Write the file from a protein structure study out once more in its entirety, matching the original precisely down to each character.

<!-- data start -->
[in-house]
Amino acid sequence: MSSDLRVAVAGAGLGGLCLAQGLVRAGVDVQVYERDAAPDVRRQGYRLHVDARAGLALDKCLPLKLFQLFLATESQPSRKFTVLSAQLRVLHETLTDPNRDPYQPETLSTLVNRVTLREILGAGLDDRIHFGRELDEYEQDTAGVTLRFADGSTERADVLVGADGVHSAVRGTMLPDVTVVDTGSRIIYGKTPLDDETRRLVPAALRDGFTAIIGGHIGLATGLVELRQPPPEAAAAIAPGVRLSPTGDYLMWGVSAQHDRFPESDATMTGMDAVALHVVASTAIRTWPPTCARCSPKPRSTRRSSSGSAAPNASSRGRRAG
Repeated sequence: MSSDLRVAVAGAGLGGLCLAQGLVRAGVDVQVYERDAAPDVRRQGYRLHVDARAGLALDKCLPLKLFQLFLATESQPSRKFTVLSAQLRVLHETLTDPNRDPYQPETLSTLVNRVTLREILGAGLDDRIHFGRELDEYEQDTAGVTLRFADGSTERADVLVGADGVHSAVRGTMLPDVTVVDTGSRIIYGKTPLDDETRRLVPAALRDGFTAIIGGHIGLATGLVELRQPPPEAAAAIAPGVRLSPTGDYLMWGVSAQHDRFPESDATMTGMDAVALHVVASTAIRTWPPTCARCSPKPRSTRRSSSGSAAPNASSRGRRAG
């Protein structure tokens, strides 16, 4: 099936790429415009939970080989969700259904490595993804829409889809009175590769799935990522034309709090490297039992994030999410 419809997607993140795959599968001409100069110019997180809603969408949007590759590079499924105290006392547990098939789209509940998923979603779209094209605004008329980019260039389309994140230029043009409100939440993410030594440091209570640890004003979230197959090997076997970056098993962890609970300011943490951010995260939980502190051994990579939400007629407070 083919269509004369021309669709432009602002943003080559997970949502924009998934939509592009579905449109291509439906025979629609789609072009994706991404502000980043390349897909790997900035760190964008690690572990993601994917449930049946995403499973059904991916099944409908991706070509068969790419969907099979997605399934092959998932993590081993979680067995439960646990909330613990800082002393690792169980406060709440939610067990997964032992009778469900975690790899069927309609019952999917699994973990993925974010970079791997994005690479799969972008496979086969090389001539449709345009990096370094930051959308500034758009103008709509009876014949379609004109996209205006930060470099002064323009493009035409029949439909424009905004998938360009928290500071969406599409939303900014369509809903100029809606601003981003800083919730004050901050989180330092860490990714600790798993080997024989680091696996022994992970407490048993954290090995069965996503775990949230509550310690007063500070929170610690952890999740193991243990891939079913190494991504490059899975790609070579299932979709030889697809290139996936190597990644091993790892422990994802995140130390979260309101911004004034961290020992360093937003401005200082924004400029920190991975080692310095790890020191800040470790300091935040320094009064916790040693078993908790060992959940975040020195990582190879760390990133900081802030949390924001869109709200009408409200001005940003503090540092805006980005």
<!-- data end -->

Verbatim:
[in-house]
Amino acid sequence: MSSDLRVAVAGAGLGGLCLAQGLVRAGVDVQVYERDAAPDVRRQGYRLHVDARAGLALDKCLPLKLFQLFLATESQPSRKFTVLSAQLRVLHETLTDPNRDPYQPETLSTLVNRVTLREILGAGLDDRIHFGRELDEYEQDTAGVTLRFADGSTERADVLVGADGVHSAVRGTMLPDVTVVDTGSRIIYGKTPLDDETRRLVPAALRDGFTAIIGGHIGLATGLVELRQPPPEAAAAIAPGVRLSPTGDYLMWGVSAQHDRFPESDATMTGMDAVALHVVASTAIRTWPPTCARCSPKPRSTRRSSSGSAAPNASSRGRRAG
Repeated sequence: MSSDLRVAVAGAGLGGLCLAQGLVRAGVDVQVYERDAAPDVRRQGYRLHVDARAGLALDKCLPLKLFQLFLATESQPSRKFTVLSAQLRVLHETLTDPNRDPYQPETLSTLVNRVTLREILGAGLDDRIHFGRELDEYEQDTAGVTLRFADGSTERADVLVGADGVHSAVRGTMLPDVTVVDTGSRIIYGKTPLDDETRRLVPAALRDGFTAIIGGHIGLATGLVELRQPPPEAAAAIAPGVRLSPTGDYLMWGVSAQHDRFPESDATMTGMDAVALHVVASTAIRTWPPTCARCSPKPRSTRRSSSGSAAPNASSRGRRAG
């Protein structure tokens, strides 16, 4: 099936790429415009939970080989969700259904490595993804829409889809009175590769799935990522034309709090490297039992994030999410 419809997607993140795959599968001409100069110019997180809603969408949007590759590079499924105290006392547990098939789209509940998923979603779209094209605004008329980019260039389309994140230029043009409100939440993410030594440091209570640890004003979230197959090997076997970056098993962890609970300011943490951010995260939980502190051994990579939400007629407070 083919269509004369021309669709432009602002943003080559997970949502924009998934939509592009579905449109291509439906025979629609789609072009994706991404502000980043390349897909790997900035760190964008690690572990993601994917449930049946995403499973059904991916099944409908991706070509068969790419969907099979997605399934092959998932993590081993979680067995439960646990909330613990800082002393690792169980406060709440939610067990997964032992009778469900975690790899069927309609019952999917699994973990993925974010970079791997994005690479799969972008496979086969090389001539449709345009990096370094930051959308500034758009103008709509009876014949379609004109996209205006930060470099002064323009493009035409029949439909424009905004998938360009928290500071969406599409939303900014369509809903100029809606601003981003800083919730004050901050989180330092860490990714600790798993080997024989680091696996022994992970407490048993954290090995069965996503775990949230509550310690007063500070929170610690952890999740193991243990891939079913190494991504490059899975790609070579299932979709030889697809290139996936190597990644091993790892422990994802995140130390979260309101911004004034961290020992360093937003401005200082924004400029920190991975080692310095790890020191800040470790300091935040320094009064916790040693078993908790060992959940975040020195990582190879760390990133900081802030949390924001869109709200009408409200001005940003503090540092805006980005």